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Perhaps the greatest lesson of the second day of Jan. 6 hearings is this line between what is deemed serious and silly, and which of the exclusively GOP witnesses is willing to draw it where. As former Trump campaign manager Bill Stepien characterized it, after the election, the president’s advisers sorted into “Team Normal,” and Team Rudy Giuliani. The maraschino cherry on top, of course, was former senior adviser to the 2020 Trump campaign Jason Miller’s testimony that Giuliani was drunk on the night he sought to advise the president to declare victory.

Drunk, foolish, and detached from reality. Some of the key witnesses at the second hearing cast maintaining our Democracy as a buddy movie in the manner of The Hangover. Mistakes were made. Hilarity ensues.

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[Read: Jan. 6 Committee Stresses That Rudy Giuliani Seemed Real Drunk on Election Night]

Maybe the most arresting characterization of where the line between seriousness and silliness actually rests came from the live testimony of Philadelphia City Commissioner Al Schmidt, a Republican. Asked what happened after Donald Trump had attacked him on Twitter on Nov. 11, 2020, calling him a “RINO,” or a “Republican in name only,” for failing to find evidence of voter fraud in Philadelphia and refusing “to look at a mountain of corruption & dishonesty. We win!” Schmidt answered by explaining that, “on some level it feels almost silly to talk about a tweet.” But of course it isn’t silly to talk about tweets because Trump benefited from the presumption of silliness for four years and continues to do so. Before the tweet naming him, Schmidt explained, “the threats were pretty general in nature … ‘Corrupt election officials in Philadelphia are going to get what’s coming to them’; ‘You’re what the Second Amendment is for’; ‘You’re walking into the lion’s den.’ ”

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Those, to be clear, were the benign threats. After the president singled him out for failing to find voter fraud, it became less trivial. As Schmidt put it:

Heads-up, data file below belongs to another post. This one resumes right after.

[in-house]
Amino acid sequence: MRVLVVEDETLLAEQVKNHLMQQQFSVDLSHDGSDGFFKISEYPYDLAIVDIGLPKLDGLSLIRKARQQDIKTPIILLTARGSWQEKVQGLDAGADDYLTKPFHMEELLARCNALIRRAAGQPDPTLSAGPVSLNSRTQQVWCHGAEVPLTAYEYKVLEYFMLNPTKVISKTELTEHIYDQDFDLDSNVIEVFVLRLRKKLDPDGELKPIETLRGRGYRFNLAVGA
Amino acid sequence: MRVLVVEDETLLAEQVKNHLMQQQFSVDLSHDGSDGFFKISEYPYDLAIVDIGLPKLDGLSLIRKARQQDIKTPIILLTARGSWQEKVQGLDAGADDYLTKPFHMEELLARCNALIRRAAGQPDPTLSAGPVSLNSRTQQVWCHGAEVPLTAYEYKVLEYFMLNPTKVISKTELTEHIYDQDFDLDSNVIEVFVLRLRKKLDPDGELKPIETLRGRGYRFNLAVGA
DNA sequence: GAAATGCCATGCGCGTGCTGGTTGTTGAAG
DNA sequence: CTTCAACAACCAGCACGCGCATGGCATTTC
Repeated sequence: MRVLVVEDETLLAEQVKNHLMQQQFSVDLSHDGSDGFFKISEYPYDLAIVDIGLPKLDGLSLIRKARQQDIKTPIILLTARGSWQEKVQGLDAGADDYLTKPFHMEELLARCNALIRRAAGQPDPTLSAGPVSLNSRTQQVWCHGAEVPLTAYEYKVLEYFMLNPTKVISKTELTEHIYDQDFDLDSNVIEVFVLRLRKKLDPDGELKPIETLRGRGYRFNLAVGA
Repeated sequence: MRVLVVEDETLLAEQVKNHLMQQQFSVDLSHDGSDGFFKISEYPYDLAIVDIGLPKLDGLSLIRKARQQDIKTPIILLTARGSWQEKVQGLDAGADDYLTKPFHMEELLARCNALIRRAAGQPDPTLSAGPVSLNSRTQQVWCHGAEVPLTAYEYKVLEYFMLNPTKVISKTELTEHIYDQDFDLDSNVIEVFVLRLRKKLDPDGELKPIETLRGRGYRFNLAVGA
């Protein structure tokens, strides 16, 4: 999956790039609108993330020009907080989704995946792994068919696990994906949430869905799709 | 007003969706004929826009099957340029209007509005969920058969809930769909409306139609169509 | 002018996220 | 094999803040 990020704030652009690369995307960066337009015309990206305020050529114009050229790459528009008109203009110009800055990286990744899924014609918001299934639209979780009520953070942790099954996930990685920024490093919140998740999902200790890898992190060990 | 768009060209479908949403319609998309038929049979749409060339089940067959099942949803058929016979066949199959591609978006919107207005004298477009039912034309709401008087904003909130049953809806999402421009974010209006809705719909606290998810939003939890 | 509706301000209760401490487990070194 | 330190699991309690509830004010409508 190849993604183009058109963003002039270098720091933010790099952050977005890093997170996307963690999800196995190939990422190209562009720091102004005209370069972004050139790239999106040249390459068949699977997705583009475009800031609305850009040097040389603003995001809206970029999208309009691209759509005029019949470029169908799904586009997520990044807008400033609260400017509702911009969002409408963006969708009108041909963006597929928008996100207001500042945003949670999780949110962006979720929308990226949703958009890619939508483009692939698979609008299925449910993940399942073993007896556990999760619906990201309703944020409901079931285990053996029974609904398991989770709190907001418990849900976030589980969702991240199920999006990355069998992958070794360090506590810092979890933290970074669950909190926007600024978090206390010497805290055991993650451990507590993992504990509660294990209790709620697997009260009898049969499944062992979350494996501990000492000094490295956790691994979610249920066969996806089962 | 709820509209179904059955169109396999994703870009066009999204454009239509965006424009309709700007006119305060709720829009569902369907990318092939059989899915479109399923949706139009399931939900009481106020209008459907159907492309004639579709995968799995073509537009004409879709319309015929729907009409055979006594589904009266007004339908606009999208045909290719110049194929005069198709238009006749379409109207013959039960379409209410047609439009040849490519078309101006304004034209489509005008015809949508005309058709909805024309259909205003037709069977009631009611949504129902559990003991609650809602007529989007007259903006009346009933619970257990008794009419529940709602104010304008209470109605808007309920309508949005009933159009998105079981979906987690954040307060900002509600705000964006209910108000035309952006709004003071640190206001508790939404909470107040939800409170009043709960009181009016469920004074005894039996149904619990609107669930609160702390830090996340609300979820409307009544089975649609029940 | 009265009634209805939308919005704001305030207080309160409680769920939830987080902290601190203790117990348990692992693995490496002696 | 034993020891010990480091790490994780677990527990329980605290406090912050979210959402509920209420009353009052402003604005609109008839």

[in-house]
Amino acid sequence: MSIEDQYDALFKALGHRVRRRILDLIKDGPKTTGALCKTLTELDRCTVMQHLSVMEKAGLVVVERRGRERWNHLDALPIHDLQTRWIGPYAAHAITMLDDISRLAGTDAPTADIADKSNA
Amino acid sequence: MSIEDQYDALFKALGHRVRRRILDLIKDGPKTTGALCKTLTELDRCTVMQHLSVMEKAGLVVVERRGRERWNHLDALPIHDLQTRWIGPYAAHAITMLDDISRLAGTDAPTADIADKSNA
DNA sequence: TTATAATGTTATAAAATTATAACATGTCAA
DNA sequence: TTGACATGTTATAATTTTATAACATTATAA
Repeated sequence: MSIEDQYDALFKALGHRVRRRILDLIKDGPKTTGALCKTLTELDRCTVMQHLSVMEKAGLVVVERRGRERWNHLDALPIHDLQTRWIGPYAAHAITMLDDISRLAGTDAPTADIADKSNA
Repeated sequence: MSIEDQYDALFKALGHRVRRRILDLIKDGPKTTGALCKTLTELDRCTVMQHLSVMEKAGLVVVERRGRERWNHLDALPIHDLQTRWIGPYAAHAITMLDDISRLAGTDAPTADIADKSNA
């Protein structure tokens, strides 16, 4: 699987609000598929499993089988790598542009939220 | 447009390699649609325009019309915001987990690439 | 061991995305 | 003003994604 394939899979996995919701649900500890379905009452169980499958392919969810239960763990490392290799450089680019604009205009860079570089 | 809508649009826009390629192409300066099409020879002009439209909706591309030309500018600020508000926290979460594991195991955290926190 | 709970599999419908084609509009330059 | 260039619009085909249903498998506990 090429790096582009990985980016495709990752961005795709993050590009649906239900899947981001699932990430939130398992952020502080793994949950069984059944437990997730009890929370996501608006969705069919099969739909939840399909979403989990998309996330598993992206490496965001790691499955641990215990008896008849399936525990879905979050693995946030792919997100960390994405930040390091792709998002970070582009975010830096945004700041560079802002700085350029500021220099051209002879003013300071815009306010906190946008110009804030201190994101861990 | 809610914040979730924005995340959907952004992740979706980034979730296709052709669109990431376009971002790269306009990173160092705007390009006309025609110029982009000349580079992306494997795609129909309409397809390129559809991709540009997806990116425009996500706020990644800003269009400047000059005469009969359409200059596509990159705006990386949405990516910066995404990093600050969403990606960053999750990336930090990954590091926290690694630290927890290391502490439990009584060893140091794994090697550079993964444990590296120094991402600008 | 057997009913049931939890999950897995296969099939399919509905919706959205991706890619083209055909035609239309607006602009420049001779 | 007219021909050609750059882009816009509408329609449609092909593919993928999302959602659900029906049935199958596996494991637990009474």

After the president tweeted at me by name, calling me out the way that he did, the threats became much more specific, much more graphic. … They included not just me by name, but included members of my family by name, their ages, our address, pictures of our home, just every bit of detail that you can imagine.

Part of the reason Monday’s testimony was so incredibly damning was that it came from fellow Republicans making the case that Trump knew the election hadn’t been stolen, that he started making those false claims well in advance of the election (indeed he made them before the 2016 contest), and that he was grifting off the claims. But just as Ginni Thomas’ alleged goofiness and artlessness doesn’t exculpate her for her efforts to subvert the presidential election, claims from people like Barr that this was all the result of some madcappery and hijinks distracts from the fact that it was also the result of Bill Barr, and others like him, who were deadly serious about implementing Trump’s worst ideas up until the minute they were not.

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Sometimes, when these guys try to defend themselves, the cruelty stops being the point precisely when the comedy becomes the point. Buried under Barr’s claims that everything that happened in the days after the November election was “crazy” is the fact that had these claims about election fraud been soberly implemented by “serious people” they would have been successful, and that if these “serious people” keep making it harder to vote because of imaginary election fraud, they will succeed next time. Words like “bullshit” and “crazy” are the tell: They are code for both “I had no responsibility to do anything at all” and “I’m here next time for the serious version of the same thing.”